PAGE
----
Forces of Freedom and Change

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Forces of Freedom and Change
FoundedJanuary 2019 (2019-01)[1]
FounderSudan Revolutionary Front, Sudanese Professionals Association, National Consensus Forces,[1] Sudanese resistance committees[2]
Focuswide political coalition to restore democracy in Sudan
Location

The Forces of Freedom and Change alliance (FFC,[3] Alliance for Freedom and Change, AFC,[4] or Declaration of Freedom and Change, DFC[5]) is a wide political coalition of civilian and rebel coalitions of Sudanese groups, including the Sudanese Professionals Association, the Sudan Revolutionary Front, the National Consensus Forces, Sudan Call, the Unionist Gathering,[1] and the Sudanese resistance committees,[2] created in January 2019 during the 2018–19 Sudanese protests.[1] The FFC drafted a "Declaration of Freedom and Change"[6] and "Freedom and Change Charter" which called for president Omar al-Bashir to be removed from power, which occurred after several more months of protest in the April 2019 Sudanese coup d'état.[7] The FFC continued coordinating protest actions, and in July 2019, negotiated a power-sharing plan with the Transitional Military Council (TMC) for a transition to return to democracy.[3][4] The agreement was signed on 17 July 2019.[5]

Creation and composition[edit]

The 2018–19 Sudanese protests had already lasted about six weeks when a wide array of civilian and rebel coalitions of Sudanese groups, including the Sudanese Professionals Association, the Sudan Revolutionary Front, the National Consensus Forces, Sudan Call, the Unionist Gathering,[1] and the Sudanese resistance committees,[2] drafted and signed a "Declaration of Freedom and Change"[6] and "Freedom and Change Charter" in which they called for president Omar al-Bashir to be removed from power.[1] The alliance of groups supporting the charter came to be known by several similar names, including the "Forces of Freedom and Change" alliance (FFC or AFC).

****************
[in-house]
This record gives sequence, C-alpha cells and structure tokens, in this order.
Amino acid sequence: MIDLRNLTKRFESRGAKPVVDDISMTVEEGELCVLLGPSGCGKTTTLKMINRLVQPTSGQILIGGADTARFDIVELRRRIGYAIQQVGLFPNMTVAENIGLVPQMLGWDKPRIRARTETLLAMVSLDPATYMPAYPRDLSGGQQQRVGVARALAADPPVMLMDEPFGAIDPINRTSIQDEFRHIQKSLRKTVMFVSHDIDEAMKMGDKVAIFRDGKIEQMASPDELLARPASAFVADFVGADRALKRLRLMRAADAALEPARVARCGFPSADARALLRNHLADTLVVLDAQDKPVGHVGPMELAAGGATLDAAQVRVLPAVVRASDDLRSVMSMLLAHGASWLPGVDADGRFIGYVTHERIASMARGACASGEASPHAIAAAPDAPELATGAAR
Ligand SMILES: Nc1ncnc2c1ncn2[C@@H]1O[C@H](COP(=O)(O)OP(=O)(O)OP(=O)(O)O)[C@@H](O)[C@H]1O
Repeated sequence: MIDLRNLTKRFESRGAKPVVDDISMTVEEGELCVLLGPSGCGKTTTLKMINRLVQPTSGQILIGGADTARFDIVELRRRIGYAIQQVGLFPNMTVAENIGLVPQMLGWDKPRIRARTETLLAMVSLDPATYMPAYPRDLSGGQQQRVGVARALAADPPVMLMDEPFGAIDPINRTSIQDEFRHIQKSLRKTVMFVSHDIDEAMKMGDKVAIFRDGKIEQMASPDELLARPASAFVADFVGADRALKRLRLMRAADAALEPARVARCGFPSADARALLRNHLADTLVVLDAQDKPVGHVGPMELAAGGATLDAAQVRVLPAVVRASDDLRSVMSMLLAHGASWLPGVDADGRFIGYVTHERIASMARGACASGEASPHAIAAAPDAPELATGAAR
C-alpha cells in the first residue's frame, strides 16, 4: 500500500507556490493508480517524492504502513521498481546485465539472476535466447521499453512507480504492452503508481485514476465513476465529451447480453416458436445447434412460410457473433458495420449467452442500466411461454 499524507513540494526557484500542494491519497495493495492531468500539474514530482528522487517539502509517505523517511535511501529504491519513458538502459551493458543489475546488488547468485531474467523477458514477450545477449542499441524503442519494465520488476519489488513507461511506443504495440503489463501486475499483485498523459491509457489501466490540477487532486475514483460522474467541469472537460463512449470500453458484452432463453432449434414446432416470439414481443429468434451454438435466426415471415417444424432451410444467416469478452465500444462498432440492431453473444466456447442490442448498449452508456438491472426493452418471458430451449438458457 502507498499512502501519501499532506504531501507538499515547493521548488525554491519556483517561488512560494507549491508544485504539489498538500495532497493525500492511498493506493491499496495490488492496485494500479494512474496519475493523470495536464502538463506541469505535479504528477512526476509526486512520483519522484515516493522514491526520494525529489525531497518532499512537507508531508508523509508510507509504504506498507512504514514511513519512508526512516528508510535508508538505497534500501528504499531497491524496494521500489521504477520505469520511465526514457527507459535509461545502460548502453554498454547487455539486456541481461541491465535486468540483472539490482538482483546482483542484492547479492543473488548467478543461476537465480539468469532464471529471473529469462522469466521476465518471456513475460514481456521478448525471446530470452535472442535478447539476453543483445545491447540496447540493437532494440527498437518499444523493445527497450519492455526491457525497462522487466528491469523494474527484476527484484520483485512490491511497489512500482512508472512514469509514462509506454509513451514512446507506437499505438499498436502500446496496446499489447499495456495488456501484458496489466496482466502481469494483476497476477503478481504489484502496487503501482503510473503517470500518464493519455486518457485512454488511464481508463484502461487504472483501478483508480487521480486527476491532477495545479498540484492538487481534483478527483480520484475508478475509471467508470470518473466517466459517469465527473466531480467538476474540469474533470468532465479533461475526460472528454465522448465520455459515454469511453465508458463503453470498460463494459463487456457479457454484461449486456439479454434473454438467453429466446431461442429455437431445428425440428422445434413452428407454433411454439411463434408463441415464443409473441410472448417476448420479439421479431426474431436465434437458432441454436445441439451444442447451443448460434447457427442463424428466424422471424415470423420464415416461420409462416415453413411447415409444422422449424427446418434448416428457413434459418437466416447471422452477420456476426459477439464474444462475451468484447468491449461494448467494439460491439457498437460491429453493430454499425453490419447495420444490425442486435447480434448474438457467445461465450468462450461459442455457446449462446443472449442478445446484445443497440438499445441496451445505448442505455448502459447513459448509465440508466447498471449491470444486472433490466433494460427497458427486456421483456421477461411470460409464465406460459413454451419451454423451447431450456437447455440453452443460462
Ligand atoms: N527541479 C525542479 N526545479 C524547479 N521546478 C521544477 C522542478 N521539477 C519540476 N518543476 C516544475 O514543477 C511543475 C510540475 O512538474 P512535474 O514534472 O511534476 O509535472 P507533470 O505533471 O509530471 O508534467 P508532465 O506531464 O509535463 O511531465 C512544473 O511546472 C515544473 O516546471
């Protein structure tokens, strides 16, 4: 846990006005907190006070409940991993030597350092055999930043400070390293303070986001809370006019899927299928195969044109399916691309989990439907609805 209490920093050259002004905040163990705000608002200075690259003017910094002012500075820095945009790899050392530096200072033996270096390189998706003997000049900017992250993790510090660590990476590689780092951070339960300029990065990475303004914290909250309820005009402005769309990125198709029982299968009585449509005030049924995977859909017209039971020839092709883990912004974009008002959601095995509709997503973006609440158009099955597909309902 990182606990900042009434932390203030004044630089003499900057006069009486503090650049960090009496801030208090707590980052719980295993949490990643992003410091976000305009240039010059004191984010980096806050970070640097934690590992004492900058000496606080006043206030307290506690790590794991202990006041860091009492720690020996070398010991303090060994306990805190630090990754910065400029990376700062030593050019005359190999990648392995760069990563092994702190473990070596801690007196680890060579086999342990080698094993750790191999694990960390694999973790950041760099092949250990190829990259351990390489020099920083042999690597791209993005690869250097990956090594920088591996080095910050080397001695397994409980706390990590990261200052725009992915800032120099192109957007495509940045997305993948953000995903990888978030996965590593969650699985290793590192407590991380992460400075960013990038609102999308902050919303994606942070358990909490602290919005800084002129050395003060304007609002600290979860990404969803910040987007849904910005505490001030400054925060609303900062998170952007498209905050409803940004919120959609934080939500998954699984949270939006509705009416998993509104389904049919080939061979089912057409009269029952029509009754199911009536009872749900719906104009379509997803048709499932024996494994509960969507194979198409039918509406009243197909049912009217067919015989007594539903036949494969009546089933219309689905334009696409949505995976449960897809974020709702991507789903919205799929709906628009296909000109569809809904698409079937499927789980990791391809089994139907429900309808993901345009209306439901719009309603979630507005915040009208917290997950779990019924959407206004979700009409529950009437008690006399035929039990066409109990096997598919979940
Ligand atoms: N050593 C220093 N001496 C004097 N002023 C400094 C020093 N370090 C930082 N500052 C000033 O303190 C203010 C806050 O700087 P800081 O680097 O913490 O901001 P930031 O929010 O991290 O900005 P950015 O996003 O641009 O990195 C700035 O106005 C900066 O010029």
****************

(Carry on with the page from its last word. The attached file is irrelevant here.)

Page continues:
In August 2019, Rosalind Marsden claimed that although Sudanese women and youth had played a major role in the 2018–19 Sudanese protests ("the revolution"), they had been "largely excluded from FFC decision-making bodies".[8]

Role in 2019 political changes[edit]

Throughout the first half of 2019, the FFC supported continuing mass peaceful civil disobedience actions, especially mass street protests for several months. In April 2019, military forces rebelled against al-Bashir and arrested him in the 2019 Sudanese coup d'état.[7]

The FFC continued coordinating protest actions, prior to the 3 June Khartoum massacre by the Rapid Support Forces, and after the massacre. In July and August 2019, the FFC negotiated a detailed power-sharing plan with the Transitional Military Council (TMC) for a Sudanese transition to democracy.[3][4] On 20 August 2019, the TMC transferred power to the Sovereignty Council of five civilians nominated by the FFC, five military chosen by the TMC, and a civilian, Raja Nicola, chosen by mutual agreement between the FFC and the TMC.[9]

References[edit]

  1. ^ a b c d e f "Sudan rebel umbrella calls to develop political charter for post-regime phase". Sudan Tribune. 29 January 2019. Archived from the original on 9 July 2019. Retrieved 9 July 2019.
  2. ^ a b c Abbas, Reem (8 May 2019). "In Sudan, neighbourhoods mobilised against al-Bashir". Al Jazeera English. Archived from the original on 5 August 2019. Retrieved 5 August 2019.
  3. ^ a b c "'Our revolution won': Sudan's opposition lauds deal with military". Al Jazeera English. 5 July 2019. Archived from the original on 5 July 2019. Retrieved 5 July 2019.
  4. ^ a b c Kirby, Jen (6 July 2019). "Sudan's military and civilian opposition have reached a power-sharing deal". Vox. Archived from the original on 6 July 2019. Retrieved 6 July 2019.
  5. ^ a b FFC; TMC; Idris, Insaf (17 July 2019). "Political Agreement on establishing the structures and institutions of the transitional period between the Transitional Military Council and the Declaration of Freedom and Change Forces" (PDF). Radio Dabanga. Archived (PDF) from the original on 18 July 2019. Retrieved 18 July 2019.
  6. ^ a b "Declaration of freedom and change" (PDF). Radio Dabanga. 1 January 2019. Archived (PDF) from the original on 16 July 2019. Retrieved 16 July 2019.
  7. ^ a b "Sudan's Ibn Auf steps down as head of military council". Al Jazeera. Retrieved 15 April 2019.
  8. ^ Marsden, Rosalind (13 August 2019). "Can Sudan achieve peace and democratic transition?". Sudan Tribune. Archived from the original on 13 August 2019. Retrieved 13 August 2019.
  9. ^ "Sudan's Sovereign Council appointed". Radio Dabanga. 21 August 2019. Archived from the original on 21 August 2019. Retrieved 21 August 2019.